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26-Year-Old Twins Suffer From Strokes Months Apart, Doctors Say It Wasn't Genetic

Two women, who are twins, had strokes just months apart at age 26, but doctors believe it is not due to genetics.

Kathryn Tucker was the first twin to have a stroke. She felt "sharp pain" on the right side of the back of her head one night before she went to bed. The pain impeded her vision and caused numbness.

As her condition worsened, her brother took her to the hospital where they said she had a migraine with an aura.

She returned home, went to sleep for three days, and awoke distorted.

"I was absolutely terrified…I slept for three days straight. Then, when I woke up, my vision was horrible. Everything was distorted and one-dimensional. I could barely get around," she said.

Knowing something was obviously wrong, she went to an urgent care facility where she learned that she had suffered from a stroke.

After learning of her sister's stroke, Kimberly Tucker returned home from school to help care for her. But in April, nine months later, she also suffered a stroke.

Vascular neurologist Dr. Joni Clark said the fraternal twins did not have a stroke due to genetic factors, as they had no family history of it.

"Honestly, it's rare for us to actually evaluate two sisters who've had strokes within months of each other…if they had a family history, it would not be a surprise. It's quite uncommon…we see this mainly among young people who have risk factors that you should see in elderly patients," Clark said.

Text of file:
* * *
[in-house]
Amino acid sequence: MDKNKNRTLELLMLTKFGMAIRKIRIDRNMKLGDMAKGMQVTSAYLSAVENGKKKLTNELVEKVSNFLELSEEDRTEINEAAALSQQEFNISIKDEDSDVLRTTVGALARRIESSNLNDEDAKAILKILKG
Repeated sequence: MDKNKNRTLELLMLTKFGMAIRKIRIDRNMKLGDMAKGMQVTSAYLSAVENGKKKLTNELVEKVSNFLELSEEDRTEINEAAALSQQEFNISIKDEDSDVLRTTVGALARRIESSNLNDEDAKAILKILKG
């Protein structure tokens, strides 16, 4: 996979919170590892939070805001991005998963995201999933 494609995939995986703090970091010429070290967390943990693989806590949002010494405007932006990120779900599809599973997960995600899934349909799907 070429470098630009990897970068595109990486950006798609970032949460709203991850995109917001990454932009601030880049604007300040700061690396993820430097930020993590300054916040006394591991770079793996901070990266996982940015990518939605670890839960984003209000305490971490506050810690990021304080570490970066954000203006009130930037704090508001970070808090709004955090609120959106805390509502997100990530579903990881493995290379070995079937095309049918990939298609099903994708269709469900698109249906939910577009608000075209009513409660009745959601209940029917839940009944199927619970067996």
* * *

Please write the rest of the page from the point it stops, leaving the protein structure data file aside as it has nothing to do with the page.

But Clark said the number of young people with stroke is rising.

"Here at Barrow, we see a huge population of stroke patients - and, in my own experience, which is anecdotal, I see a fair number of young people with stroke…the majority are spontaneous."

Doctors say lack of exercise, taking birth control pills and smoking raises the risk of stroke amongst younger people.

"You'd also be surprised how many young adults don't exercise…it's sad, because the rise is due to good, old stroke risk factors that shouldn't happen when they are young," Clark said.

Kimberly Tucker said the stroke was a wake-up call.

"Don't think you are impervious to stroke…we think we are invincible until we are not. This taught us a huge lesson that we are not guaranteed great health and we need to take care of our bodies."

Sources: Inquisitr, Free-i-News


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